No matter how long or how hard once sits and thinks about the going on at Chelsea, he’ll still be thoroughly dumbfounded in the end. It’s one thing to lose your stride after winning the league and dropping out of the title race, but it’s quite another to be in 16th place and one point adrift of the relegation zone with almost half the season gone.
With every passing game, there are more questions than answers that are being thrown up. Their latest defeat, a 2-1 loss at high-flying Leicester City, was hardly even a surprise to some. This now makes it 9 losses and 15 points in 16 games for the Blues, ahead of what now looks like a relegation six-pointer at Stamford Bridge against 19th placed Sunderland on Saturday.
The fans have been scratching their heads, looking high and low for the possible reasons to a season that has now become a downright debacle. While finding the right answers is important, it’s also equally important to ask the right questions. We list down 5 of them.
1) Is this well and truly a relegation battle?
After the Leicester defeat, Mourinho said that his team were ‘in the relegation zone, but not in a relegation battle’. Amidst all the confusion, he may have gotten that mixed up. Despite hovering perilously close to it, Chelsea are not in the bottom 3 as of now. Being in a relegation dogfight though, is a completely different matter.
Take the column that says “Chelsea” away from current the league table and there’s not a shadow of a doubt that they are in one. It’s the brand name of the club and the players that is still making people hesitate to admit it.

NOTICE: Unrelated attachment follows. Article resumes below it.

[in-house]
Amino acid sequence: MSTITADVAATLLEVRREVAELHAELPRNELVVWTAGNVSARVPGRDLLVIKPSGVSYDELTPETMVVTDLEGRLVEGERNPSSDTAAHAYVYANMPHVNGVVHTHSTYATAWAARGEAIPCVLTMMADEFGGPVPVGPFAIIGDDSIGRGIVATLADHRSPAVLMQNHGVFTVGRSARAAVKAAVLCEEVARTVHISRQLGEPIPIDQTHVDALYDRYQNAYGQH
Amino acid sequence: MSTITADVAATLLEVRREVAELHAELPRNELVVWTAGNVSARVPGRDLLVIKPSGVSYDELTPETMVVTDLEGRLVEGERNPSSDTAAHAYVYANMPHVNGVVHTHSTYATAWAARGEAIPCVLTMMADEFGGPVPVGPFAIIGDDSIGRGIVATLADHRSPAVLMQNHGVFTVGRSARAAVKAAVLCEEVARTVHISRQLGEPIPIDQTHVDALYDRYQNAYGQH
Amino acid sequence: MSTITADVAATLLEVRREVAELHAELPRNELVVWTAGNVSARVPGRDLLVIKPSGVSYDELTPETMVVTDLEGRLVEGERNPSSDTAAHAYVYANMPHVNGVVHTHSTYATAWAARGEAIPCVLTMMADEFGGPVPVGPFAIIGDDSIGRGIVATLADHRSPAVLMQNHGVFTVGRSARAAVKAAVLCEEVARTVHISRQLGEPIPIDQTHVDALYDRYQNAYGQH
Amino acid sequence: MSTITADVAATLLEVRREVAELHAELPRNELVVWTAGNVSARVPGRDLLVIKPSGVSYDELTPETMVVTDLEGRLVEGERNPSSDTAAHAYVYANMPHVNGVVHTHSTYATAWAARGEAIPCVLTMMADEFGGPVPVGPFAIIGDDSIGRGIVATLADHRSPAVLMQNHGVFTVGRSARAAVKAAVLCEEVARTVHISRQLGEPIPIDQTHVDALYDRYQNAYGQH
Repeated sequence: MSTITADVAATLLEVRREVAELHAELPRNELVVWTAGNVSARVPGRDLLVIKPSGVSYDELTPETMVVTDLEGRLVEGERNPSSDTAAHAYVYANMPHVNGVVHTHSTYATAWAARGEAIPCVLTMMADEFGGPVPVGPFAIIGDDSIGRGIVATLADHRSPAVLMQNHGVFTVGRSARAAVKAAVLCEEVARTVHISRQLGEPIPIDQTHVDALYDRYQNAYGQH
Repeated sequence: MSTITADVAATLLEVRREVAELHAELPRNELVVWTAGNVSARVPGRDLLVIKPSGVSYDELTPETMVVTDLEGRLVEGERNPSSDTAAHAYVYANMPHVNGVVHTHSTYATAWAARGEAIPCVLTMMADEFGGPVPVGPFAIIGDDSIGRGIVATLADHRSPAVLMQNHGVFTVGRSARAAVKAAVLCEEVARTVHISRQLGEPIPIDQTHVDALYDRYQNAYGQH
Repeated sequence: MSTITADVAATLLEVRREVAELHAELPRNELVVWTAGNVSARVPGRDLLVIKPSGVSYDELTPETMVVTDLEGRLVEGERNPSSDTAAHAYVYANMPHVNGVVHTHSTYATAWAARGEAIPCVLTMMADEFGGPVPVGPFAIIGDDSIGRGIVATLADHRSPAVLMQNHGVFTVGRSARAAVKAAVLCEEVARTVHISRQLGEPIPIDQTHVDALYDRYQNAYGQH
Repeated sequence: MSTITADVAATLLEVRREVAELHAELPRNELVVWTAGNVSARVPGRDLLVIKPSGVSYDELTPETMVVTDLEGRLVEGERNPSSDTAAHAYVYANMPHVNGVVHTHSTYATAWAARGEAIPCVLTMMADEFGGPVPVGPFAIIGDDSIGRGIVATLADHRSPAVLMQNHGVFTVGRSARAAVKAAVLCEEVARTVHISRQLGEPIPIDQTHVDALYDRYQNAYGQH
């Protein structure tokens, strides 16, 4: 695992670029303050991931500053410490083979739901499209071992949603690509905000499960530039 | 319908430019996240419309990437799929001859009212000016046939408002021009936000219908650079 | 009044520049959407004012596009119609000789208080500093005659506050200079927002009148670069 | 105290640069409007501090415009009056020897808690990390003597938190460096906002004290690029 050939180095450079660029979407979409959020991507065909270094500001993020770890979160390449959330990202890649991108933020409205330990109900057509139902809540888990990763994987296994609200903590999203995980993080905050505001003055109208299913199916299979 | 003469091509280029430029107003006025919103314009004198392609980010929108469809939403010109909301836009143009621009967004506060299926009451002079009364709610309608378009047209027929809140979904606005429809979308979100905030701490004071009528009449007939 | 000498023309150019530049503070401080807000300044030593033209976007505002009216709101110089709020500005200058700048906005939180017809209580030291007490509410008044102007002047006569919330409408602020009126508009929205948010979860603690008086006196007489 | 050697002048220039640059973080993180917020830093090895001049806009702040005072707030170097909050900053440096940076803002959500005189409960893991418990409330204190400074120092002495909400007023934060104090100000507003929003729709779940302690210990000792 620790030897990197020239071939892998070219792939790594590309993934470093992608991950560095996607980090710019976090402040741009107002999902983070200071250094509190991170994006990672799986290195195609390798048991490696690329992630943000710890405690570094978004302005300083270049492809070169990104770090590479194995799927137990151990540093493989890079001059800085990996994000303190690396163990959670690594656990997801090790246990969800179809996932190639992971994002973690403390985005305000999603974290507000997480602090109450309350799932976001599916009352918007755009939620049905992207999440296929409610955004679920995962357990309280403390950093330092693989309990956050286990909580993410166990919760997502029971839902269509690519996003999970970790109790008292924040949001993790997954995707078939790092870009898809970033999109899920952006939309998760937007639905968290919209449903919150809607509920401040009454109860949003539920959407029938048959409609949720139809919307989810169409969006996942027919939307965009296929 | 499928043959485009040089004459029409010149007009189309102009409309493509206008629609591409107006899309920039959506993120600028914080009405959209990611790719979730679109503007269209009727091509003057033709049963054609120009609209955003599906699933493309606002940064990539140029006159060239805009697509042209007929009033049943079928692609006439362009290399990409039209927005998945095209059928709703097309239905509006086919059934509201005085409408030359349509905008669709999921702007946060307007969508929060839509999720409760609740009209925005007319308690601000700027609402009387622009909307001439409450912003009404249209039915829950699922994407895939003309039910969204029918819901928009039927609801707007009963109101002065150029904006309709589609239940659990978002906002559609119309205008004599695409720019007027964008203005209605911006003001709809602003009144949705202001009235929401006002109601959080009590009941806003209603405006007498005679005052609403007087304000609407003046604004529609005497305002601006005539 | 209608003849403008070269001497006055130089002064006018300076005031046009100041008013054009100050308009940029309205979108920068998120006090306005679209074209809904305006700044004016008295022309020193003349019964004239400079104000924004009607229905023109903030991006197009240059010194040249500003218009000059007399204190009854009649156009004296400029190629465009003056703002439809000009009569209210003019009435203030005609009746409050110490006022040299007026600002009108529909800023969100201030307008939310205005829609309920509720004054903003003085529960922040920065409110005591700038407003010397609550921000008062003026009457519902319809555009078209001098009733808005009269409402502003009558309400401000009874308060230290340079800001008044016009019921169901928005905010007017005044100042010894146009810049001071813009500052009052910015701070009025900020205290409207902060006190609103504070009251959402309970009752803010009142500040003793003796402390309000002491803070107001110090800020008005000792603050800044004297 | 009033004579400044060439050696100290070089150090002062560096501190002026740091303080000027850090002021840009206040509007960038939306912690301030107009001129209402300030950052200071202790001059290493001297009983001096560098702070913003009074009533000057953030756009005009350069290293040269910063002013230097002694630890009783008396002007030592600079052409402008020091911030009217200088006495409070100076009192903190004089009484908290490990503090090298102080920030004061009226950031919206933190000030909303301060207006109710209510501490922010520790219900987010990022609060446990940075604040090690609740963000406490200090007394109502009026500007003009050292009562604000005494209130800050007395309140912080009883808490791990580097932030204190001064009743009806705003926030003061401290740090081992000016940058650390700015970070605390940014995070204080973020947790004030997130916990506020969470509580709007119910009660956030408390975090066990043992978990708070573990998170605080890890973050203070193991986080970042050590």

The midfield has been overrun, the defence has been cut apart at will and the forward players can’t score for their lives at the moment. The fear factor surrounding Chelsea and Jose Mourinho is well truly gone and every team comes into matches against the Blues believing they can get something out of it. The whole ‘too good to go down’ argument doesn’t hold anymore. Apart from Aston Villa, every team in the bottom half of the table is showing signs of life.
2) Whom to blame – the players or the manager?
Cesc Fabregas gave a Q&A session on Facebook yesterday, and some of his answers were very interesting indeed. Here’s a brief summary:
“We will all have to take our responsibility. If you are a big player, and paid like a big player, you must play like a big player and behave like a big player.
“I am not saying you can’t have a bad season and bad games. We all have big players and small players but the attitude must be spot on.
“We must always be at the top of our games, even when it’s not, and the behaviour has to be better than what we are seeing right now from every single Chelsea player.
“Confidence is important until a certain point. At the end of the day, as a player you have pride.”
So in short, the players know exactly what the problem is with their performances but have yet to do something about it on the pitch. That’s an extraordinary problem to have for Mourinho, who said he felt “betrayed” by his team after the Leicester game. The effort and motivation to go the extra mile has been conspicuously missing, and Fabregas’ interview makes it clear that the players know where the issue lies.
But then again, who is the man responsible for making sure they’re motivated? The manager, right?
This is a question that has the fans split, but there is no doubt that both parties have to share the blame for the diabolical performances this season.
3) Does post-Leicester rant prove that Mourinho’s lost the dressing room?